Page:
The Reintegration of Children Absent, Excluded or Missing from School
GHK Consulting, The Holden McAllister Partnership and IPSOS Public Affairs, Department for Education and Skills,
Local education authorities lack a single “blueprint” approach to getting children back into schools, with pupils with caring responsibilities being especially affected, according to Department for Education and Skills research.
Case study fieldwork revealed that local education authorities and schools took a range of approaches to reintegration including dedicated teams, off-site centres, pupil referral units, externally provided services, multi-agency planning and service provision, personal education plans and flexible approaches to timetables and curriculum. They also exploited a range of funding, including mainstream budgets and the vulnerable children grant.
While more co-ordinated approaches to reintegration are in place for permanently excluded pupils, pupils with medical needs and children in local authority care, the report highlights a lack of formal policy for the reintegration of young carers and those who have had an extended authorised absence from school such as a term-time holiday.
The report also highlights that schools can be reluctant or feel unable to accept pupils, especially where the pupil lacks parental or carer support, or if those involved in reintegration have unclear roles and communicate poorly.
It concludes that an environment of inclusion, commitment and appropriate resources is essential for successful reintegration.
An Evaluation of the Impact of Youth Work in England
B Merton et al, Youth Affairs Unit, De Montfort University, Leicester, Department for Education and Skills,
Two thirds of young people say that youth work has made a difference to their lives, but the youth service is still facing major problems, according to this report for the DfES.
A shortfall of trained staff was highlighted. England had an average ratio of one youth worker to 680 young people aged 13-19. This falls below the National Youth Agency recommendation of 1:400. A widespread lack of investment in training was revealed, with some youth workers lacking the skills and knowledge needed.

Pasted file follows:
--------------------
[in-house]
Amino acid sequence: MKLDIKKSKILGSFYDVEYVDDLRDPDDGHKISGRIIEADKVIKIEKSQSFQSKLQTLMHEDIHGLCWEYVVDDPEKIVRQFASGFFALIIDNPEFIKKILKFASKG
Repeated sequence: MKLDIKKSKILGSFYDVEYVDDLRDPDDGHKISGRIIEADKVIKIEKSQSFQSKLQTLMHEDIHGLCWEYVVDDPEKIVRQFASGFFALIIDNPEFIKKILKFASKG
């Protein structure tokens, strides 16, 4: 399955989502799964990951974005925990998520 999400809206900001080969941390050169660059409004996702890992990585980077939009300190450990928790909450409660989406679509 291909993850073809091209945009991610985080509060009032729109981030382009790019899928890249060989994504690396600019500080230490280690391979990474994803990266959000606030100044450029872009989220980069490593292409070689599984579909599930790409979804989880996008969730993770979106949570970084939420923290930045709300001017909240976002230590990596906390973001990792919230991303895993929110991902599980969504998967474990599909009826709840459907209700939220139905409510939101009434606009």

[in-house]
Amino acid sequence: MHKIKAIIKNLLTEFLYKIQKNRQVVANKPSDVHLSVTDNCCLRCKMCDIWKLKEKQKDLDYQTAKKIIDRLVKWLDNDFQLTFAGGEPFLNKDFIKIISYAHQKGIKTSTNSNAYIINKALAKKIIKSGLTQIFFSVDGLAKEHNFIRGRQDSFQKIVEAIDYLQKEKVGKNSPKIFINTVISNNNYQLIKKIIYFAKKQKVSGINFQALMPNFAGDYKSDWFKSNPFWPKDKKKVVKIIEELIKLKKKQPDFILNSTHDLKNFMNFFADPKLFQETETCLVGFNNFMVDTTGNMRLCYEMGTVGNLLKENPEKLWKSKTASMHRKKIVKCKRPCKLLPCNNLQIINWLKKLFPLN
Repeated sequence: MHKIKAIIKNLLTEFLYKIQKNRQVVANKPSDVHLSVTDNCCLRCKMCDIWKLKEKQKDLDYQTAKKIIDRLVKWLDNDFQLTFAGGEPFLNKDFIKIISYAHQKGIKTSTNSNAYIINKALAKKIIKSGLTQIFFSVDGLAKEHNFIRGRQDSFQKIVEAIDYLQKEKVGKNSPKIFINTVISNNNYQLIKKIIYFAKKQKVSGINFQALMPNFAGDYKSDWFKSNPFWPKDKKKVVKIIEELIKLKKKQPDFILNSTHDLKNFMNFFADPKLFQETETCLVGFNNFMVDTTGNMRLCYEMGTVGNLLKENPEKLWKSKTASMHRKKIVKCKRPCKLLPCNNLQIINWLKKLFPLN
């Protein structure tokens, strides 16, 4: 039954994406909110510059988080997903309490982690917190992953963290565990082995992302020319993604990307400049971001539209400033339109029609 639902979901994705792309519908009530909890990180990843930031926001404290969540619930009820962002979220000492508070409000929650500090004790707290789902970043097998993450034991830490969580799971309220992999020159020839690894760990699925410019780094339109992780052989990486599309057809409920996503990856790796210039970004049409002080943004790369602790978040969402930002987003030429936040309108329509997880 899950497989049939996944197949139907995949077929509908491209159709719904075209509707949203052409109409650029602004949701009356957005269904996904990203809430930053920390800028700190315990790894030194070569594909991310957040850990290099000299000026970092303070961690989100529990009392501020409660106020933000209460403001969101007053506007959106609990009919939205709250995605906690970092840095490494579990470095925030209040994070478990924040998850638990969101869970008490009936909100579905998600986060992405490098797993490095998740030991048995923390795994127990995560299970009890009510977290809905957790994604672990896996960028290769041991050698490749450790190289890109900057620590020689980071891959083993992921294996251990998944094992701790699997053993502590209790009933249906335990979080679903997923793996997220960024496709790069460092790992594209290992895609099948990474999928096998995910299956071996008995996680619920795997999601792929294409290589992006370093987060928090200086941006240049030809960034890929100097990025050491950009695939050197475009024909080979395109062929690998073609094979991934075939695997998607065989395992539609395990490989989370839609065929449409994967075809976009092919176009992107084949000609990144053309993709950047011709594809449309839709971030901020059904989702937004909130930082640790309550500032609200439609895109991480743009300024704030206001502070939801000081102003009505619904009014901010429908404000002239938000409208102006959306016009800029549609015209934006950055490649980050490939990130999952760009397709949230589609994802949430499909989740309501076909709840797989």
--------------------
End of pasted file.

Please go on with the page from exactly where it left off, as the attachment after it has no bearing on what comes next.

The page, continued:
The report also suggests that focusing resources on targeted youth work, in accordance with national priorities, has been to the detriment of more universal or open access work. Just over half of councils achieved the recommended standard of 25 per cent “reach”. Youth services were also criticised for not systematically assessing local needs.
However, the report found substantial evidence of youth work that did achieve an impact by connecting young people to their communities and by developing their own personal and social skills.
Neighbourhood Influences on Adolescent Health in East London
S Curtis, J Fagg, S Stansfeld and P Congdon, Queen Mary, University of London, Economic and Social Research Council,
The way urban young people feel about their psychological and social heath is influenced by their home and social life as well as the physical environment, according to this ESRC-funded report.
Looking at 2001 data for 2,790 adolescents in East London, the report found that those living in disadvantaged areas were more likely to have negative perceptions of their neighbourhood. These negative perceptions could be mitigated by a harmonious home life, or worsened by psychological distress. Girls were more likely to be dissatisfied with their neighbourhood than boys and older adolescents, with black and Asian young people less likely to be unhappy about their area.
“However, we cannot ascertain whether this was because poor perception of the neighbourhood contributed to their psychological distress, or that distressed children were more likely to view their neighbourhood negatively,” admits research leader Sarah Curtis.